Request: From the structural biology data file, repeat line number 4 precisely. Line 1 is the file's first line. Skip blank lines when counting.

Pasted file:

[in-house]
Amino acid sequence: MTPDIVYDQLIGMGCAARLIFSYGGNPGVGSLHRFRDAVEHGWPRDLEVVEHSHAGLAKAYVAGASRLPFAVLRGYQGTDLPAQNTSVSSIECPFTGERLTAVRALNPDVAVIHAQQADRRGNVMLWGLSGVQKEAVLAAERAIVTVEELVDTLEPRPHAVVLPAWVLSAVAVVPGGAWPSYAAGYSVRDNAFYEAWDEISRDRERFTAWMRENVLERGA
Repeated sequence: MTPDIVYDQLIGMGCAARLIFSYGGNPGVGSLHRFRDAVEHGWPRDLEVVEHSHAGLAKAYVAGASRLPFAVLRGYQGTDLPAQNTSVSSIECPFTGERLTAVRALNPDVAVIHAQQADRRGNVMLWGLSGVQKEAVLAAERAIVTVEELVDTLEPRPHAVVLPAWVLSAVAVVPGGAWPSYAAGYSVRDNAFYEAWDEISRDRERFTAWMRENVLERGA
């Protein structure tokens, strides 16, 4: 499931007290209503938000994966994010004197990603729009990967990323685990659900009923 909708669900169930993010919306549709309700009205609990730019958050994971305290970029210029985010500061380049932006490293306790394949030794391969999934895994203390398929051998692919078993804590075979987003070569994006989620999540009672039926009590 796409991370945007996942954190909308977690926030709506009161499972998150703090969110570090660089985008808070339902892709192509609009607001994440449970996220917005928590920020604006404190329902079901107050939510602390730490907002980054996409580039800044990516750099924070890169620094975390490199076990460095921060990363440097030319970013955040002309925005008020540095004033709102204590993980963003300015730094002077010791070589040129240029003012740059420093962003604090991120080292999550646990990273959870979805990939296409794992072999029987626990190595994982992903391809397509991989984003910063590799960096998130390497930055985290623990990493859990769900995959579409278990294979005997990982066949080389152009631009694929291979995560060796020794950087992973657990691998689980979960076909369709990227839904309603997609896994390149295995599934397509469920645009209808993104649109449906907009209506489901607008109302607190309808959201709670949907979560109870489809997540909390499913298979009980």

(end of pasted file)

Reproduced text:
């Protein structure tokens, strides 16, 4: 499931007290209503938000994966994010004197990603729009990967990323685990659900009923 909708669900169930993010919306549709309700009205609990730019958050994971305290970029210029985010500061380049932006490293306790394949030794391969999934895994203390398929051998692919078993804590075979987003070569994006989620999540009672039926009590 796409991370945007996942954190909308977690926030709506009161499972998150703090969110570090660089985008808070339902892709192509609009607001994440449970996220917005928590920020604006404190329902079901107050939510602390730490907002980054996409580039800044990516750099924070890169620094975390490199076990460095921060990363440097030319970013955040002309925005008020540095004033709102204590993980963003300015730094002077010791070589040129240029003012740059420093962003604090991120080292999550646990990273959870979805990939296409794992072999029987626990190595994982992903391809397509991989984003910063590799960096998130390497930055985290623990990493859990769900995959579409278990294979005997990982066949080389152009631009694929291979995560060796020794950087992973657990691998689980979960076909369709990227839904309603997609896994390149295995599934397509469920645009209808993104649109449906907009209506489901607008109302607190309808959201709670949907979560109870489809997540909390499913298979009980």